Last night we talked about the leaders of the Eastern Conference pack. But barring the league being dipped in amber for permanent preservation, the seven teams on the outside looking in will have a say in the final disposition of playoff contention.
Some will stand pat, correctly guessing that a run is either out of the question or can be accomplished with talent already on the roster. Some will sell, sell, sell. And a few will make acquisitions to get into the post season.
Below the fold we’ll break down the bottom seven of the Eastern Conference and see who’s poised to challenge and who should be mortgaging today’s assets in exchange for future glory.
Toronto Maple Leafs – Holders – The tandem of Joffrey Lupul and Phil Kessel are paying dividends for Brian Burke and Ron Wilson. Their selection to the All-Star Game along with Dion Phaneuf illustrates the youthful hopes of Burke in rebuilding the storied and Cup starved franchise. And while the addition of a center capable of making plays would help, their biggest weakness is when down a man.
They have an abysmal penalty kill. Too often they allow their goalies to get screened and even when they aren’t, the net minders are failing to make the necessary stops on the man advantage. Going deep into the post season is dependent on minimizing the opposition’s scoring chances and capitalizing on your own. With Kessel and Lupul providing the scoring punch the latter half is under control.
To solve the first part of the equation, time may be the best remedy. The Leafs are very young, especially on defense. Seasoning will enable them to improve their instincts on the penalty kill. It’s somewhat the fault of Wilson that he hasn’t adjusted their schemes to enable his personnel to excel in the role. Right now Toronto is outside the playoffs looking in. But with the same 55 points as the Caps, Panthers and Devils, they are very much in the thick of the race for one of the final two playoff berths. Post season experience would help elevate the youngsters’ games.
Winnipeg Jets – Holders – The relocated Atlanta Thrashers have had an uneven season, scoring too little and yielding too much. But they linger around the periphery of the post-season, capable of sneaking in but likely to be shown the exit quickly.
The biggest problem Winnipeg faces is the unusual splits between home and road play. Their 32 points at home is solid. But with just 18 points outside of Manitoba they’re tied with Buffalo for the second worst in the Conference. Such are the travails of a relocated franchise facing longer travel to opponents and whose foes endure the reciprocal when journeying to face them. Without some kind of realignment, those differentials will remain.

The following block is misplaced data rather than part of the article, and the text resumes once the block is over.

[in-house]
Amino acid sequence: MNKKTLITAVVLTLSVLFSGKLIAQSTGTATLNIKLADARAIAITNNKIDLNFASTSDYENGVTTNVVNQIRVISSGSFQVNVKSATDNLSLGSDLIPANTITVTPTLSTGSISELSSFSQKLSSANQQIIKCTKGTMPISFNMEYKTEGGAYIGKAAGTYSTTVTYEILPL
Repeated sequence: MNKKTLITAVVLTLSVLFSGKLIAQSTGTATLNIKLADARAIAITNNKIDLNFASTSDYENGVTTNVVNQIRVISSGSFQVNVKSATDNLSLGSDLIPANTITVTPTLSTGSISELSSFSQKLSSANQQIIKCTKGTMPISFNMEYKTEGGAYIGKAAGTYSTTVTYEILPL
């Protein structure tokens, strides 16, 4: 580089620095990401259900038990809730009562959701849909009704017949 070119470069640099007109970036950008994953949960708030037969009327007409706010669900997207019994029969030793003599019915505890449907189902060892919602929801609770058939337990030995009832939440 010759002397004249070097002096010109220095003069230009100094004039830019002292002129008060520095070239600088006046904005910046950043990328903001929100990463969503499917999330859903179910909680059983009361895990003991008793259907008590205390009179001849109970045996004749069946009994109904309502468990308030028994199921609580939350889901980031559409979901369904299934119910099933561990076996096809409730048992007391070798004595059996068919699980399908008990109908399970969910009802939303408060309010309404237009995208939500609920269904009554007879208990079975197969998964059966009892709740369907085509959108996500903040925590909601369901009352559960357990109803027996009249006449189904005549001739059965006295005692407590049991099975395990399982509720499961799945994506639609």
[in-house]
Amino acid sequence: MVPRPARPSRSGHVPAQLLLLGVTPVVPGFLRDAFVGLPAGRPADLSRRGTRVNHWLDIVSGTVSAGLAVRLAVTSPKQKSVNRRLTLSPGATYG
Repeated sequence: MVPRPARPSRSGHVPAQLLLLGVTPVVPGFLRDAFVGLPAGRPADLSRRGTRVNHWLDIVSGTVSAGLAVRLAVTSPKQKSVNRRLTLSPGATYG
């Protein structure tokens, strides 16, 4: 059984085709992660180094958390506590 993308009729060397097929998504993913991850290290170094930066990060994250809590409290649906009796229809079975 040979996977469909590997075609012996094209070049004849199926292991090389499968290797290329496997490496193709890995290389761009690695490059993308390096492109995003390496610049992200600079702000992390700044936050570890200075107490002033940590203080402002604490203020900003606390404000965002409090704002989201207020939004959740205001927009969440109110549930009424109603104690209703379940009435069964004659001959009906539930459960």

The team needs to address the paucity of scoring punch. They lack a goal scorer up front; as top scorer Blake Wheeler is more of a playmaker than a sniper. The acquisition of a scorer would likely rob the team of pieces they could build a consistent contender with. Sneaking into the post season with their home ice advantage (The NHL hasn’t seen a Winnipeg White-Out in forever) could help, but the Jets need to be patient and would be well-advised to sell as the deadline approaches. Opening the second half with four straight road games will make that point far better than I can.
Montreal Canadiens – Should be Sellers but won’t be – The Bleu, Blanc, et Rouge leave the break still in search of an identity. Back to back wins over fellow original six teams to close out the pre-break portion of their schedule (7-2 over Detroit and 3-1 over Toronto) allow them to cling to hope of a Cup run. Still they are sitting on the outside with 47 points and as recently as the beginning of the month Pierre Gauthier was throwing around crazy cash to Josh Georges and apologizing for hiring a unilingual coach after dismissing Jacques Martin in December. Just another day in Montreal.
No team endures as much withering scrutiny as the Canadiens. But unlike past editions, this year’s squad struggles to shut out the distractions and playing to their ability. Though that ability level may be in question, in some instances, the talent is unquestionable. What’s lacking is the “want tool” as baseball talent evaluators are fond of calling it. Hockey fans know it better as heart.
If you’re not thinking of P.K. Subban by now, let me dispel the notion entirely. Our own Laura Astorian touched on Subban and how the league’s mixed messages on discipline help perpetuate his often confusing play. I am not as hopeful as Laura is that Subban will excel in Montreal precisely because I, too, “often question his attitude and how he approaches the game.”
I chalk that up to a lack in his ability to actualize the talent his so obviously possesses. And in Montreal, the scrutiny only makes it harder to help a player with such gifts develop them. He’s thrust into that glare and his margin for error is minimal and every mistake is amplified. The Canadiens would do well to consider moving the talented defenseman and gain some pieces that will help their necessary overhaul, rather than leave him in an environment where his develop will be hindered.
Despite the character wins of last week, it will take a good run in February to convince all but the most eager partisans that the club shouldn’t be sellers on the 27th.
Tampa Bay Lightning – Holders – Last year’s Eastern Conference runner-up sits near the bottom of the pile. They are sstill within striking distance, but relieved of the magic that powered their run to within a win of the Cup Final. Reading a few Lightning bloggers, especially the one who called for fans to avoid bailing from the bandwagon, suggest that their playoff chances are slim. And slim they might be. They are getting outscored terribly and are a year older and a year slower, thanks in part to the deep playoff run.